Saturday, July 31, 2004

On being a chameleon 

I am selfless; I am also selfish. The two opposing characteristics coexist.

Or to be a little more accurate, I exhibit selfless behaviour; I also feel selfish urges. What I do is mostly selfless; a learned outwards behaviour. Selfishness rebels against this but mostly loses out. Sometimes it feels like being a cartoon character, with the two sides – devil and angel – separated out, whispering conflicting advice. Outwardly, the angel seems to have the upper hand; inwardly I know the devil is still there, hiding, muttering under his breath. (Perhaps not such a good metaphor though; the two sides don't feel quite like right and wrong, good and evil, they're just two different aspects of personality, and any morality that comes into it is as uncertain as this whole thesis).

I guess that’s hardly unusual, and matches pretty closely to Freud’s model of the ego mediating between the id’s desire for gratification and the socially derived conscience of the superego. I’m no great fan of Freud’s approach to therapy, but his ideas of personality do seem to fit with experience.

People who know me would flatly refuse to believe that at core I’m selfish. Or maybe in admitting my selfishness they’d have also to acknowledge their own? But that’s another tangent... Maybe at core we all have the capacity to be all things? More tangents that will have to wait for another time…

There’s no doubt that the family environment in which I grew up created some views in me of self and selfishness that are way off to one side of the bell-curve of what is typical. Although I was never (as far as I can remember) directly put down as a child, never told anything explicitly that might have given rise to doubts about self-worth, I didn’t grow up with a strong sense of self-worth either. I think what I grew up with was a lack of any sense of the existence of intrinsic value in persons – anyone’s value, as an individual, either positive or negative. Neither a sense of worthlessness, nor a sense of worth, simply a lack of any concept of personal worth. I grew up believing it was good to be selfless and to do things for others, where ‘others’ was a vague generic term, never really recognising individuality. However the contradiction inherent in that philosophy – that to other people I too was an “other” and therefore they should be selflessly doing good to me – never occurred to me.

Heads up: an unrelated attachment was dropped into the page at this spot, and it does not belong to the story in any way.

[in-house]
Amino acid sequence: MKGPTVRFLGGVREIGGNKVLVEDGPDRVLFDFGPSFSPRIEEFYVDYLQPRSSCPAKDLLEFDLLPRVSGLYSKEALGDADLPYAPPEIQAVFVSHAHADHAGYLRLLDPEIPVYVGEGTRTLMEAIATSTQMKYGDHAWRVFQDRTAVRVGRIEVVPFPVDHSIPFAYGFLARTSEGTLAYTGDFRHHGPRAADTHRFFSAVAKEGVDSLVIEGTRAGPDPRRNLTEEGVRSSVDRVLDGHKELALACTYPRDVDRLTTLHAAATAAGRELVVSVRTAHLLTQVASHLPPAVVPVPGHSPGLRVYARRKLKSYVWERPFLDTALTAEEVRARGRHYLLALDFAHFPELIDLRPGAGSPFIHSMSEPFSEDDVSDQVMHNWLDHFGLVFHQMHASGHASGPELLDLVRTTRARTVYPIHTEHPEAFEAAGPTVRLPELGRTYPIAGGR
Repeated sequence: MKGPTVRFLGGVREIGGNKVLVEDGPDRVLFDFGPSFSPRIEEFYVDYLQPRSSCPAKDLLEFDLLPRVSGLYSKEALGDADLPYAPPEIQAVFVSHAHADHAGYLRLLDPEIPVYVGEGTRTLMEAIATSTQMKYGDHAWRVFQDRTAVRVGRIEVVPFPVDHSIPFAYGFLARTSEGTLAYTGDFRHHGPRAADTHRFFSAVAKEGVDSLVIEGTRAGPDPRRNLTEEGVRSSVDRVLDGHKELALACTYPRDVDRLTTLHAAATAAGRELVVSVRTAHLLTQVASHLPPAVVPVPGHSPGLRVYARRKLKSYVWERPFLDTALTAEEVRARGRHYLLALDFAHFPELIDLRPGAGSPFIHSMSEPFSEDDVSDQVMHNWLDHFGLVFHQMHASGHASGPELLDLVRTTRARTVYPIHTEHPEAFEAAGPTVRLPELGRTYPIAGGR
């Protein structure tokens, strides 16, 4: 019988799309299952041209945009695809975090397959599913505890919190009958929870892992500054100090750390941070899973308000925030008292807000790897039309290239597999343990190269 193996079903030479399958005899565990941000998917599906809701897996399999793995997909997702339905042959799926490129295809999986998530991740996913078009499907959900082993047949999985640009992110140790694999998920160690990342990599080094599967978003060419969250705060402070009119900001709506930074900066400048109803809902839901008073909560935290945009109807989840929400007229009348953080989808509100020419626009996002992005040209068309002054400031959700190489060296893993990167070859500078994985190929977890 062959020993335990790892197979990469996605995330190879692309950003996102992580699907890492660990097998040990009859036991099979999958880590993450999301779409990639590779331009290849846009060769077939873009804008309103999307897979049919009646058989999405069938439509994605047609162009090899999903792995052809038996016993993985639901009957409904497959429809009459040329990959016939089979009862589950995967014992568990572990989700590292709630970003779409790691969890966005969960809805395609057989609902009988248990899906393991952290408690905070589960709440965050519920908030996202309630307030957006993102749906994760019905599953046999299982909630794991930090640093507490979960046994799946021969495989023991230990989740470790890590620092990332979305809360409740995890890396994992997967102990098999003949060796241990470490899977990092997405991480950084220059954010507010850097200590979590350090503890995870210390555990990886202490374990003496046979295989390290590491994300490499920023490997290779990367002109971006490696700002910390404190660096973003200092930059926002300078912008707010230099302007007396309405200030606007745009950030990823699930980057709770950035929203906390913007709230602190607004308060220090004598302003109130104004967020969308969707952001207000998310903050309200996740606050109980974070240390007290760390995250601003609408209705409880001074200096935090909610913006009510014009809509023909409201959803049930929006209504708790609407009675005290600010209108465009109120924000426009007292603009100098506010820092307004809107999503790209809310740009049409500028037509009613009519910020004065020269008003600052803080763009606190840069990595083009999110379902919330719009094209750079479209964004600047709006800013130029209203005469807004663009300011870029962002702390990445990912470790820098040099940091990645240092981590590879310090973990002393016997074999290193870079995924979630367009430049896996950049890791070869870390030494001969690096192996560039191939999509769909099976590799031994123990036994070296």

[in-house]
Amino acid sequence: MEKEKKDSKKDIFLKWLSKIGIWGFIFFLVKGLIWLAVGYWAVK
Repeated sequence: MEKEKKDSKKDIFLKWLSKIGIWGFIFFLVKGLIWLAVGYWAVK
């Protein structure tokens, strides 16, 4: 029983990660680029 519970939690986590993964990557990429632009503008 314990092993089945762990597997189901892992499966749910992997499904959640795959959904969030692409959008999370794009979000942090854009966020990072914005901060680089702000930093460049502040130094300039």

I don’t think my parents adopted selflessness because they wanted to; I think they did it because they felt it was “right”. And that, I think, was an outlook that came in turn from my paternal grandmother, her superego passing down through the generations. Sure, they led righteous lives and did plenty of good, but looking back, try as I might, I can’t remember any behaviours from my parents that would have demonstrated to me the worth of individuals. It was all good deeds for the sake of doing good, for the benefit of mankind at large; individuals were only representatives of mankind.

[Aside: There's a feeling, a concept, I'm having difficulty finding words for; something that goes beyond simple respect for the individual; almost a reverence for individuality. Not the modern cult of "I", but the right of every individual to be themselves. Something fundamental enough to be embodied in Article 22 of the UN Declaration of Human Rights. More thought needed...]